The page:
More Jataka Tales by Ellen C Babbitt Page 1 of 44
in the name of all children
who troop to his call
The continued success of the "Jataka Tales," as retold and published ten years ago, has led to this second and companion volume. Who that has read or told stories to children has not been lured on by the subtle flattery of their cry for "more"?
Dr. Felix Adler, in his Foreword to "Jataka Tales," says that long ago he was "captivated by the charm of the Jataka Tales." Little children have not only felt this charm, but they have discovered that they can read the stories to themselves.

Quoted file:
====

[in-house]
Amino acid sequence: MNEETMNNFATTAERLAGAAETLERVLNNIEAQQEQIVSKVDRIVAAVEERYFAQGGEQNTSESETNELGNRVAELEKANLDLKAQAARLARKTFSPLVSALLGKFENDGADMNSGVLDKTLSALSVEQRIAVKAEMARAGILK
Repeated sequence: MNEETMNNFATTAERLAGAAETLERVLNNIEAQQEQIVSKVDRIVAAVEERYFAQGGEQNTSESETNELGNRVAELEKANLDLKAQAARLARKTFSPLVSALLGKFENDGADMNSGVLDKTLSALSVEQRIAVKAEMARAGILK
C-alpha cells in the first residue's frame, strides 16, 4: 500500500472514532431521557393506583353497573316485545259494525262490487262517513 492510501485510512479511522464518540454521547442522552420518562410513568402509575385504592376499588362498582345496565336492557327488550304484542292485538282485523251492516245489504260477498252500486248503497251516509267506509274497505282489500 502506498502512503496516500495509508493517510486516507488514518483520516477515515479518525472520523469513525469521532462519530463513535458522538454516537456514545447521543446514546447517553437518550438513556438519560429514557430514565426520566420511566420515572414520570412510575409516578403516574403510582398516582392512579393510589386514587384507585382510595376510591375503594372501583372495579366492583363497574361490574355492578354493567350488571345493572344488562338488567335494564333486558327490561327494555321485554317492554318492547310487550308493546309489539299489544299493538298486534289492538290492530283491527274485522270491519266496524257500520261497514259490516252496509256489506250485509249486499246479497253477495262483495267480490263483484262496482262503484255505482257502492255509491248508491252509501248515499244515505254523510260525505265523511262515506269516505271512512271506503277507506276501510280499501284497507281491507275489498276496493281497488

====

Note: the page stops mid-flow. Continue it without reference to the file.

And so "More Jataka Tales" were found in the volume translated from the Sanskrit into English by a group of Cambridge scholars and published by the University Press.
The Jataka tales, regarded as historic in the Third Century B. C., are the oldest collection of folk-lore extant. They come down to us from that dim far-off time when our forebears told tales around the same hearth fire on the roof of the world. Professor Rhys Davids speaks of them as "a priceless record of the childhood of our race.
The same stories are found in Greek, Latin, Arabic, Persian, and in most European languages.